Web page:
I wanted to get this writing done in time for Mother’s Day, but life got in the way. And isn’t that fitting? Most of the moms I know always step aside and let Life go first. My oldest daughter Kate is one such mom.
Kate is pregnant with her second child and due in mid-September. About three weeks ago she was full of excitement as she and her husband and their almost three-year-old daughter went to the doctor for a routine ultrasound. They learned they are having a boy. And they are thrilled! There are very few boys in Kate’s generation of the family. And for John’s family, this is the first boy to carry the family name in a generation. Smiles all around.
A couple of days after the ultrasound, Kate went in for a routine checkup and her doctor told her the radiologist hadn’t liked something in the ultrasound. The doctor said there was some concern about the baby’s feet and Kate would need to have a 4-D ultrasound as soon as possible. Kate left the doctor’s office and called me with the news. We talked for a long time, all the while I tried to reassure her that we needed to think positive thoughts. A couple of days later and the 4-D ultrasound completed, Kate and John learned their baby boy has bilateral club feet.
In the whole scheme of things, Kate understands this is a minor defect, and one that can be cured. But without even holding her baby in her arms, she already knows her baby is not “perfect.” And for that, Kate found herself grieving. Every mom wants a perfect baby and my heart aches for Kate that she’s dealing with this. And both of us keep putting it into perspective. Yes, this will be a challenge the first few months, but manageable. This is not a terminal disease. It is not life-threatening. In her heart Kate knows she will love this precious baby no matter what, but her mind is wondering if she’s up to the challenge. She shared with me how she feels a burden of weight on her shoulders simply because she is having a boy. And now, she feels added responsibility to learn as much as she can so that she can be prepared to mother a child who requires special care. And she wonders if she can do all that will be required of her once the baby arrives.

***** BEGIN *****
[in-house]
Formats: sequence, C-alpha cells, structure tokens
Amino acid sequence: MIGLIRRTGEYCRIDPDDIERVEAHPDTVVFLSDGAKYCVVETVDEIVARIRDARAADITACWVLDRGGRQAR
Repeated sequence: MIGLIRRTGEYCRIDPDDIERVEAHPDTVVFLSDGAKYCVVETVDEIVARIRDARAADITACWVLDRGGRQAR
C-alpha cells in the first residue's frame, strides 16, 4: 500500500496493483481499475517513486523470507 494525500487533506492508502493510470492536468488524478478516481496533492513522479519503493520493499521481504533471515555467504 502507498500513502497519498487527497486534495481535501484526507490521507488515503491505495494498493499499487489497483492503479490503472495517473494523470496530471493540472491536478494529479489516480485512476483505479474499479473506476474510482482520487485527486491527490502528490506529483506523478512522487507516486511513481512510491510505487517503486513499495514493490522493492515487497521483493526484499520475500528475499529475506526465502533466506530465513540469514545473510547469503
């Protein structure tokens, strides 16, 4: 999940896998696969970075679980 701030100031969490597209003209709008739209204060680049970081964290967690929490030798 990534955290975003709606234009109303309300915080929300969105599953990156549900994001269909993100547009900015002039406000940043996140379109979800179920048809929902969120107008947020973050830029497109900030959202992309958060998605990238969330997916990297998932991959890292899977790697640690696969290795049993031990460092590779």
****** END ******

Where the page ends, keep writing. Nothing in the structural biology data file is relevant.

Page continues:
I was explaining all of this to a friend who said, “I know Kate will be fine and she will handle this with extreme grace.” True indeed. Kate has grace. I’ve watched her demonstrate this all of her life. When she was just three years old she attended a preschool class that mixed special needs children with “regular” children. The teachers regularly commented on Kate’s compassion. As Kate grew older and we added three sisters to her life, she took on the role of mentor. She carried that into high school and on to college, where she worked as a tutor and earned a double major in math and secondary education. Today she teaches in one of the poorest school districts in our state and she absolutely loves her job.
I love my Kate and I am awed by her strength and compassion. She is wise beyond her years. She is comfortable on the floor playing with blocks with preschoolers, she is at ease in a group of middle schoolers learning math, and she is confident as a coach to high schoolers. I’ve smiled as I’ve watched her converse with adults in many different settings. She “gets” people. She is respectful of all those she meets and quickly sees the value in each of us. She has an inherent drive to learn and understand. I have no doubt at all that this precious little boy who will join our world in just a few months will be given the greatest gift of all—Kate as his mom.